Nepal | April 19, 2019

Nepal Post: Time for innovation

Dhananjay Shah

The future of Nepal Post starts now. Nepal Post must work towards creating products and services that meet the needs of current and future customers. It must focus on innovation, integration and inclusion

Mail box. Illustration: Ratna Sagar Shrestha/THT

Mail box. Illustration: Ratna Sagar Shrestha/THT

Today we live in the 21st century where the ICTs (Information Communication Technologies) have redefined the way of communication and redrawn the boundaries. In the past, the communication was merely limited to letters. There is a rich history and heritage behind the postal world of communication. Over the years, the post has witnessed a transformation from its regular services to the advance ICT-friendly services. Years have passed by but its relevance and importance is still crucial in the sending information and goods in the world market. Of course, the post has a reason to feel proud of its legacy of being the oldest medium of communication.

In the past, Hulak or the postal system in Nepal throughout history depended largely on people to deliver letters and goods across this country. There was categorization of the postal service system: One was the kagate hulak and the other was thaple hulak. The former was for the transportation of official mail and the latter for transporting goods, gifts, arms and ammunitions for the state, king or army. While kagat means paper, thaple is derived from thaplo meaning forehead. In synopsis, Nepali people carried “mail” across Nepal literally on their backs.

Nepali stamps were for the first time issued in April 1881 as a set of three. These stamps were in set in the value of one aanaa, two aanaas and four aanaas. These stamps were printed on European paper. From 1886 onwards, Nepal embarked on printing stamps on hand-made Nepali paper. Numerous printings of these first three values on the local paper were made till 1907. In 1907 AD, again European manufactured stamps picturing Pashupatinath was printed and issued. The remainders of initial stamps bearing three values of 1, 2 and 3 aanaas were used and reissued for telegraphs in 1917 AD.

Nepal became a member of the Universal Postal Union (UPU) on 11 October, 1956 (Ottawa Congress) and entered the global network of posts. In 1974, Nepal signed the UPU Parcel Post Agreement. Nepal received membership of the Asian-Pacific Postal Union (APPU) in 1982. After the restoration of multiparty democracy in the country in 1990, a new and comprehensive National Communication Policy, 1992 was brought forward by the government. This policy had accepted the need of an autonomous postal authority to be sharp and effective in the era of globalization and competitive market.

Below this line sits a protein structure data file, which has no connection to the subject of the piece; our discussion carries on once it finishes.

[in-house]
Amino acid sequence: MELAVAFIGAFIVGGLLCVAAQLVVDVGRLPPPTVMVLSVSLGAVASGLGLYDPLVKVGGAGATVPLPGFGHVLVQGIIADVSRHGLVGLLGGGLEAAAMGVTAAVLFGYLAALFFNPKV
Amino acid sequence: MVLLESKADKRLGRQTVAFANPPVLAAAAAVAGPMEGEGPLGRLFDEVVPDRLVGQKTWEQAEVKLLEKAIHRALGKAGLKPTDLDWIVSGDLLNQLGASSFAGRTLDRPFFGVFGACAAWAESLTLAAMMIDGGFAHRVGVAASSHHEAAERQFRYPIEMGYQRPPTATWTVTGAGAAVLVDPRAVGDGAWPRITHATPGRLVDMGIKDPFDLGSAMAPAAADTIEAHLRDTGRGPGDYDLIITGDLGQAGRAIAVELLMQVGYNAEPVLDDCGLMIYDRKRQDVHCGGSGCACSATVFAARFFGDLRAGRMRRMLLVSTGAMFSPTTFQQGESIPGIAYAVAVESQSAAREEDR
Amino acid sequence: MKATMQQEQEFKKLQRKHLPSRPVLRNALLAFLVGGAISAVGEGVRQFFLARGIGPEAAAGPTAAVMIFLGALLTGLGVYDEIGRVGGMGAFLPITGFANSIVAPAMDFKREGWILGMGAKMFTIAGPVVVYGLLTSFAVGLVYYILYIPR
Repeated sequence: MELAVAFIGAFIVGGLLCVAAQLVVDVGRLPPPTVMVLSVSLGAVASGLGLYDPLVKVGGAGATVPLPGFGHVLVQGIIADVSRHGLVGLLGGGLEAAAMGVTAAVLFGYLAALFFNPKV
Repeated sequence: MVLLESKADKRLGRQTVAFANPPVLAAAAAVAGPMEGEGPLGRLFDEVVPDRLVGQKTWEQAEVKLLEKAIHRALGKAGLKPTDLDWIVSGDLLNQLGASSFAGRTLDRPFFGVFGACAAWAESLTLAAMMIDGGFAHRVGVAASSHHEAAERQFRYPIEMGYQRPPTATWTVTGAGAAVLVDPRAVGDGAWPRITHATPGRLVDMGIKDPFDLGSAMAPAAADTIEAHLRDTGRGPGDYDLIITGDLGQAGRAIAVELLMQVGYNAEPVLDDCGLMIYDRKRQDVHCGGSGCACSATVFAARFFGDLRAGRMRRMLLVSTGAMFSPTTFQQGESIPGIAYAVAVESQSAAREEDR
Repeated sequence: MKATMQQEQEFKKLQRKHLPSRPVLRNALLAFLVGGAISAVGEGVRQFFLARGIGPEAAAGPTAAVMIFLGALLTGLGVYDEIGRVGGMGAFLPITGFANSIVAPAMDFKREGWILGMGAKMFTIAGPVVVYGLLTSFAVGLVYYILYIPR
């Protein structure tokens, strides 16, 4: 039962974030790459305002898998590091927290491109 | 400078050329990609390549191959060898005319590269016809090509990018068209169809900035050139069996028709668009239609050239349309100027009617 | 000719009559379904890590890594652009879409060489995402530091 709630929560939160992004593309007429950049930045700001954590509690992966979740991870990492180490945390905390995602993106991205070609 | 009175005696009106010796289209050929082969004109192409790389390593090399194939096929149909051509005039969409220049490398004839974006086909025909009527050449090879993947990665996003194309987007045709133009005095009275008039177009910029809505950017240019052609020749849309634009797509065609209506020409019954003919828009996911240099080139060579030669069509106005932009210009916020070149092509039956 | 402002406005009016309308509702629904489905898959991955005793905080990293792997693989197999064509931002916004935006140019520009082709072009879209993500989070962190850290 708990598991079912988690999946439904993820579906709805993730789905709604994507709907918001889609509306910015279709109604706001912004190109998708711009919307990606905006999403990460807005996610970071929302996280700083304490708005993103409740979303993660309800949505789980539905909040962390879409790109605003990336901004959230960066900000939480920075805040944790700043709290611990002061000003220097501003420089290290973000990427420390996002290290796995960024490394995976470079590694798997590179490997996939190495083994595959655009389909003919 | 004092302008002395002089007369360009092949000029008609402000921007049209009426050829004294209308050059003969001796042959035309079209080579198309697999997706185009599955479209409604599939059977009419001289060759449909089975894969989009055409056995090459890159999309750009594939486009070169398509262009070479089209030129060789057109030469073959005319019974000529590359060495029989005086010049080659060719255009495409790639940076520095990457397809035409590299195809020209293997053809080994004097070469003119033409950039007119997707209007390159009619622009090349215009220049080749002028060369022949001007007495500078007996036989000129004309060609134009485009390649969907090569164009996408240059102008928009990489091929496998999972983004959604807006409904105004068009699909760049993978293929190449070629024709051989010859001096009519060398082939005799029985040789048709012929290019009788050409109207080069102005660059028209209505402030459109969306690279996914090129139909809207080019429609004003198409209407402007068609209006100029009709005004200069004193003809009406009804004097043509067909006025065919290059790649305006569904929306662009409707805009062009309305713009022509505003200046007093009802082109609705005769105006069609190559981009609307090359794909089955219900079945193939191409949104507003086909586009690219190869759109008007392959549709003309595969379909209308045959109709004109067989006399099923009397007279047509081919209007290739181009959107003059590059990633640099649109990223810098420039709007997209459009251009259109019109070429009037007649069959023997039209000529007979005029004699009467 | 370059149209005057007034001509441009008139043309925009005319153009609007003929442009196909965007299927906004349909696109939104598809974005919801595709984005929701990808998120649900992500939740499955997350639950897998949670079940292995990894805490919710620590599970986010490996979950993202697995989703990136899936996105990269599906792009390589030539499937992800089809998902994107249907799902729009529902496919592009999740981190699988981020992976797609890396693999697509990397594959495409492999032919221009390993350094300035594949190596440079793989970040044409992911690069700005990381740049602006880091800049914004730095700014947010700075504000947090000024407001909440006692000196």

There has been a skyrocketing development in the communication sector. Rapid advancement of modern communication technologies has impacted the traditional business of the post. These days the trend of writing letters and sending them through post has plunged dramatically. As a result, there has been a let-up in the regular task of postal service. Realizing this change Nepal Post has been operating modern valuable services such as money transfer, postal saving bank, remittance, tele-center, e-post and so on and so forth.

Hulak or Nepal Post still has a long way to go. It has a Herculean task to assimilate the change and innovation drive. Nepal’s hulak has not still been able to take full-fledged advantages of modern ICTs to improve the business performance. One thing is black and white: the survival of hulak largely hinges on its ability to rapidly change and innovate. Customer expectations, needs and tastes are changing, and hulak must change as well so as to meet these new demands.

Nepal Post or hulak has to embrace the Vision 2020. It should uphold the reality that the future of the post strongly depends on its ability to innovate and create new products and services. One of the keys to innovation will be the hulak’s capacity to embrace new technologies and transfer its trusted brands into the digital space. To achieve this goal, it will be critical for hulak to develop digital competencies, train and attract its human resources, and to make the relevant regulatory frameworks that will support the new environment.

For successful integration, hulak will need to build a seamless network that is connected both virtually and physically that has a local and international presence. Full integration calls for the involvement of all key players in the postal supply chain, including customs and transport, and the facilitation of cross-border e-commerce.

The world posts have a more relevant role to play as an infrastructure for development. In line with this global development and keeping its universal nature in mind, hulak can do a big deal to drive the economic, social, financial and digital inclusion of all citizens of the world. Through its vast network, the post should target micro, small and medium-sized enterprises as well as the unbanked population as a new business frontier and create appropriate products to support the market.

The future of Nepal Post starts now. Nepal Post must work towards creating products and services that meet the needs of current and future customers. It must focus on innovation, integration and inclusion in its business mission to remain a strong and viable organization of Government of Nepal for the future. If Nepal Post can act soon with that realization, then only it will be able to achieve success and maintain its place in the competitive market with its presence and relevance. It’s now or never.

The writer is the planning officer of National Planning Commission, Government of Nepal


A version of this article appears in print on February 19, 2016 of The Himalayan Times.


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